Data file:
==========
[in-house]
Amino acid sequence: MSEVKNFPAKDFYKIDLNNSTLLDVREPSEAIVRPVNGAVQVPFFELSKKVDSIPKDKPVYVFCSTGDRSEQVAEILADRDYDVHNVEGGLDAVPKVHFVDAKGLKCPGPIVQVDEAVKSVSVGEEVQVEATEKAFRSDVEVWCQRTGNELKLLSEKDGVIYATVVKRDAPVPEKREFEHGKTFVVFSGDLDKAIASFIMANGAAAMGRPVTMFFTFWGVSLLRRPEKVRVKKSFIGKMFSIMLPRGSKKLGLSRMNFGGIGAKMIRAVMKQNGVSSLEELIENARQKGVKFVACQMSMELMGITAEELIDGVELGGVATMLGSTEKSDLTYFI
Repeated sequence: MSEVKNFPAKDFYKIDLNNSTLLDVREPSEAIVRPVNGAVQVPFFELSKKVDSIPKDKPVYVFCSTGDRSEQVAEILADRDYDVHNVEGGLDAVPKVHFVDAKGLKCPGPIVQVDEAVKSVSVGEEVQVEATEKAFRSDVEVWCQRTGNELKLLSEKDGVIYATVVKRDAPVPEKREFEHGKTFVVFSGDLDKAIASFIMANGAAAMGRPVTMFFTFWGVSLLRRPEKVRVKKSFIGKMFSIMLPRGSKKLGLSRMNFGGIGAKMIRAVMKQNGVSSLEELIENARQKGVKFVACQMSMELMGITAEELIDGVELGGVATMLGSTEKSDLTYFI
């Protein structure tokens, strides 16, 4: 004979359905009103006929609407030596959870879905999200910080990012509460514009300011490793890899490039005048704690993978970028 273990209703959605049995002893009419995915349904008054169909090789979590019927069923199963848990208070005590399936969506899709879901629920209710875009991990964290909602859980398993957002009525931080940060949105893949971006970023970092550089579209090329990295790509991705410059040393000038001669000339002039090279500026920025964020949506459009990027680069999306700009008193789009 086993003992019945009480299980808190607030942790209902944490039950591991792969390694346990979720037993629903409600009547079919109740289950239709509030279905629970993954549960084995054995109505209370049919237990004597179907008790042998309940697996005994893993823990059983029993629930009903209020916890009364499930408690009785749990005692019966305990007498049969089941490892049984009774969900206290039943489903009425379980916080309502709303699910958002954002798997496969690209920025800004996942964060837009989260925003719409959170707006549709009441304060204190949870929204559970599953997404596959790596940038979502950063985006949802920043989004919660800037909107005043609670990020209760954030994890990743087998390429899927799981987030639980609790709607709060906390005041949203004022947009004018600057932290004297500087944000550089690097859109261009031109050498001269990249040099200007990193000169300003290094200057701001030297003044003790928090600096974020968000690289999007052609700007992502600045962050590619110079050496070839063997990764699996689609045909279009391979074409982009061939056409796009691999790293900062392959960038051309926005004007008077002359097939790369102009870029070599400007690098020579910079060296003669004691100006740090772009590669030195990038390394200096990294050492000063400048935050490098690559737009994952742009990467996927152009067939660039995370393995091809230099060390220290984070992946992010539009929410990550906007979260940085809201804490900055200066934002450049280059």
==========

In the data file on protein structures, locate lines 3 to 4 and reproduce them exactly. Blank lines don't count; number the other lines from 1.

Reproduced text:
Repeated sequence: MSEVKNFPAKDFYKIDLNNSTLLDVREPSEAIVRPVNGAVQVPFFELSKKVDSIPKDKPVYVFCSTGDRSEQVAEILADRDYDVHNVEGGLDAVPKVHFVDAKGLKCPGPIVQVDEAVKSVSVGEEVQVEATEKAFRSDVEVWCQRTGNELKLLSEKDGVIYATVVKRDAPVPEKREFEHGKTFVVFSGDLDKAIASFIMANGAAAMGRPVTMFFTFWGVSLLRRPEKVRVKKSFIGKMFSIMLPRGSKKLGLSRMNFGGIGAKMIRAVMKQNGVSSLEELIENARQKGVKFVACQMSMELMGITAEELIDGVELGGVATMLGSTEKSDLTYFI
């Protein structure tokens, strides 16, 4: 004979359905009103006929609407030596959870879905999200910080990012509460514009300011490793890899490039005048704690993978970028 273990209703959605049995002893009419995915349904008054169909090789979590019927069923199963848990208070005590399936969506899709879901629920209710875009991990964290909602859980398993957002009525931080940060949105893949971006970023970092550089579209090329990295790509991705410059040393000038001669000339002039090279500026920025964020949506459009990027680069999306700009008193789009 086993003992019945009480299980808190607030942790209902944490039950591991792969390694346990979720037993629903409600009547079919109740289950239709509030279905629970993954549960084995054995109505209370049919237990004597179907008790042998309940697996005994893993823990059983029993629930009903209020916890009364499930408690009785749990005692019966305990007498049969089941490892049984009774969900206290039943489903009425379980916080309502709303699910958002954002798997496969690209920025800004996942964060837009989260925003719409959170707006549709009441304060204190949870929204559970599953997404596959790596940038979502950063985006949802920043989004919660800037909107005043609670990020209760954030994890990743087998390429899927799981987030639980609790709607709060906390005041949203004022947009004018600057932290004297500087944000550089690097859109261009031109050498001269990249040099200007990193000169300003290094200057701001030297003044003790928090600096974020968000690289999007052609700007992502600045962050590619110079050496070839063997990764699996689609045909279009391979074409982009061939056409796009691999790293900062392959960038051309926005004007008077002359097939790369102009870029070599400007690098020579910079060296003669004691100006740090772009590669030195990038390394200096990294050492000063400048935050490098690559737009994952742009990467996927152009067939660039995370393995091809230099060390220290984070992946992010539009929410990550906007979260940085809201804490900055200066934002450049280059």